Paul Calnan's Blog
Published December 21, 2020

I have been reading a Calculus book recently and came across formulas for min and max:

\[ \begin{align} min(x, y) = \frac{x + y - |y - x|}{2} \\ max(x, y) = \frac{x + y + |y - x|}{2} \end{align} \]

Here \(\frac{x + y}{2}\) is the average of the two numbers or the midpoint between the two on the number line.

Also \(\frac{|y - x|}{2}\) is half the distance between y and x. Adding it to the midpoint gives the maximum (rightmost) value and subtracting it from the midpoint gives the minimum (leftmost) value.

This is particularly interesting coming from a programming background where:

min(x, y) := x <= y ? x : y
max(x, y) := x >= y ? x : y

I never thought of coming up with a non-procedural formula for either of these.

We can prove that \(min(x, y) = \frac{x + y - |y - x|}{2}\) and \(max(x, y) = \frac{x + y + |y - x|}{2}\) as follows:

If \(x \leq y\), then \(|y - x| = y - x\). So \(x + y - |y - x| = x + y - y + x = 2x = 2 \cdot min(x, y)\), and \(x + y + |y - x| = x + y + y - x = 2y = 2 \cdot max(x, y)\).

In both cases, swap \(x\) and \(y\) to prove the formulas for \(x \geq y\).

Published December 21, 2020

Euler's formula states that for any real number \(x\):

\[ e^{ix} = \cos x + i \sin x \]

When \(x = \pi\), Euler's formula evaluates to:

\[ e^{i\pi} + 1 = 0 \]

This is known as Euler's identity and it links five fundamental mathematical constants (\(\pi\), \(e\), \(i\), \(0\), and \(1\)) in a beautifully simple equation. Richard Feynman called the equation "the most remarkable formula in mathematics."

The formula can be interpreted as saying that the function \(e^{i\phi}\) is a unit complex number, i.e. it traces out the unit circle in the complex plane as \(\phi\) ranges through the real numbers.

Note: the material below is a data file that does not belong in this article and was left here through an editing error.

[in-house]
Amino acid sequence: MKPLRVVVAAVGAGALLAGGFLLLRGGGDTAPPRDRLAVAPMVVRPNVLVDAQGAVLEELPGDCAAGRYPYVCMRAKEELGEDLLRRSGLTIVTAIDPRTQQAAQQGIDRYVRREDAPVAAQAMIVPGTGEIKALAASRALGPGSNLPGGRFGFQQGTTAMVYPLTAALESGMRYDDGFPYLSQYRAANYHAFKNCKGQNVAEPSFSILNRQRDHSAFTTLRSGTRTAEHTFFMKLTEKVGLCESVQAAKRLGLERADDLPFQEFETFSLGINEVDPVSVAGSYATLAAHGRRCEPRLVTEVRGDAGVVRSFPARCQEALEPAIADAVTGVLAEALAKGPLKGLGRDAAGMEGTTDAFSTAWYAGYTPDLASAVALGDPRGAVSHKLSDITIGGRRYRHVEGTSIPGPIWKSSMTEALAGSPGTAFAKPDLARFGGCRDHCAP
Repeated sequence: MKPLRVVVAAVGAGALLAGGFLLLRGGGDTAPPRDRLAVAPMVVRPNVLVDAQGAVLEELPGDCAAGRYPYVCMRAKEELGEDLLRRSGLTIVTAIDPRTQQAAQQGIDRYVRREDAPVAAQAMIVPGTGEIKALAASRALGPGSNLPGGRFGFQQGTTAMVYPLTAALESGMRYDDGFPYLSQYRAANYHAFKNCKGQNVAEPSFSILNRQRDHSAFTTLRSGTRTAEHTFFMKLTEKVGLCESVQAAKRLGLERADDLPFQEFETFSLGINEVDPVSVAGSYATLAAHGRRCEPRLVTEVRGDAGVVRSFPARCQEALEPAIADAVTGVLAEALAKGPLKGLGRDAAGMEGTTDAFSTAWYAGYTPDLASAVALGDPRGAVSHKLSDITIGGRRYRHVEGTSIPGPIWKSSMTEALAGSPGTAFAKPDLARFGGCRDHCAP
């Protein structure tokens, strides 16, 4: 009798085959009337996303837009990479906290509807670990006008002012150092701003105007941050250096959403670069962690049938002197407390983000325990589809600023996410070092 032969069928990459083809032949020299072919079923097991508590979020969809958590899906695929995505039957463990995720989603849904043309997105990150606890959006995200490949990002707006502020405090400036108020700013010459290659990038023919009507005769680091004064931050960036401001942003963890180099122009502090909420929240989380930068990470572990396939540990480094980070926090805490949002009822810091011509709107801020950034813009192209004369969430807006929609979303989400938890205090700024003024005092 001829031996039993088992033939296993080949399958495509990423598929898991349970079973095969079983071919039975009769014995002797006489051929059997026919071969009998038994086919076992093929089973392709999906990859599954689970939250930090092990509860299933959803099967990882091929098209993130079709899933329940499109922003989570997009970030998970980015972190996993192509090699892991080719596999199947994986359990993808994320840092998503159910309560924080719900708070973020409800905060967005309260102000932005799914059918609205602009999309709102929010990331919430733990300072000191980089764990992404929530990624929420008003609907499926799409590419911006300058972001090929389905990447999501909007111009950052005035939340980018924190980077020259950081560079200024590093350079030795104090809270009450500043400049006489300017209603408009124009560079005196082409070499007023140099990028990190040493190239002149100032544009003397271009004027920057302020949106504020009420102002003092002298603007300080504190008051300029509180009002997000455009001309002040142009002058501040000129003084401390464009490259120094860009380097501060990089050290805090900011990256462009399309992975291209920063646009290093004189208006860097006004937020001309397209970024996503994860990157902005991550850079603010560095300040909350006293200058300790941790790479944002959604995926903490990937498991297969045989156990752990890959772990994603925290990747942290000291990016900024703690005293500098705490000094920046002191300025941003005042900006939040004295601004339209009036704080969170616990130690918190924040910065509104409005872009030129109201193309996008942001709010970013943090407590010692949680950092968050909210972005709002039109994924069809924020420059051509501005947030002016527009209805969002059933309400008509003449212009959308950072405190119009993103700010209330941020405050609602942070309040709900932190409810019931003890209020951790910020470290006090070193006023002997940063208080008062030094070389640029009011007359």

We can derive Euler's formula from the Maclaurin series expansions of \(\sin x\), \(\cos x\), and \(e^x\):

\[ \begin{align} \sin x &= \sum_{n=0}^\infty \frac{(-1)^n}{(2n+1)!} x^{2n+1} \\ &= x - \frac{x^3}{3!} + \frac{x^5}{5!} - \frac{x^7}{7!} + \cdots \\ \cos x &= \sum_{n=0}^\infty \frac{(-1)^n}{(2n)!} x^{2n} \\ &= 1 - \frac{x^2}{2!} + \frac{x^4}{4!} - \frac{x^6}{6!} + \cdots \\ e^x &= \sum_{n = 0}^{\infty} \frac{x^n}{n!} \\ &= 1 + x + \frac{x^2}{2!} + \frac{x^3}{3!} + \cdots \end{align} \]

Thus:

\[ \begin{align} e^{ix} &= \sum_{n = 0}^{\infty} \frac{(ix)^n}{n!} \\ e^{ix} &= 1 + ix + \frac{(ix)^2}{2!} + \frac{(ix)^3}{3!} + \frac{(ix)^4}{4!} + \frac{(ix)^5}{5!} + \frac{(ix)^6}{6!} + \frac{(ix)^7}{7!} + \cdots \\ &= 1 + ix - \frac{x^2}{2!} - \frac{ix^3}{3!} + \frac{x^4}{4!} + \frac{ix^5}{5!} - \frac{x^6}{6!} - \frac{ix^7}{7!} + \cdots \\ &= \left( 1 - \frac{x^2}{2!} + \frac{x^4}{4!} - \frac{x^6}{6!} - \cdots \right) + \left( ix - \frac{ix^3}{3!} + \frac{ix^5}{5!} - \frac{ix^7}{7!} + \cdots \right) \\ &= \left( 1 - \frac{x^2}{2!} + \frac{x^4}{4!} - \frac{x^6}{6!} - \cdots \right) + i\left( x - \frac{x^3}{3!} + \frac{x^5}{5!} - \frac{x^7}{7!} + \cdots \right) \\ &= \cos x + i\sin x \end{align} \]

This yields Euler's identity. Substitute \(\pi\) for \(x\). Since \(\cos \pi = -1\) and \(\sin \pi = 0\), it follows that:

\[ e^{i\pi} = -1 + 0i \]

or

\[ e^{i\pi} + 1 = 0 \]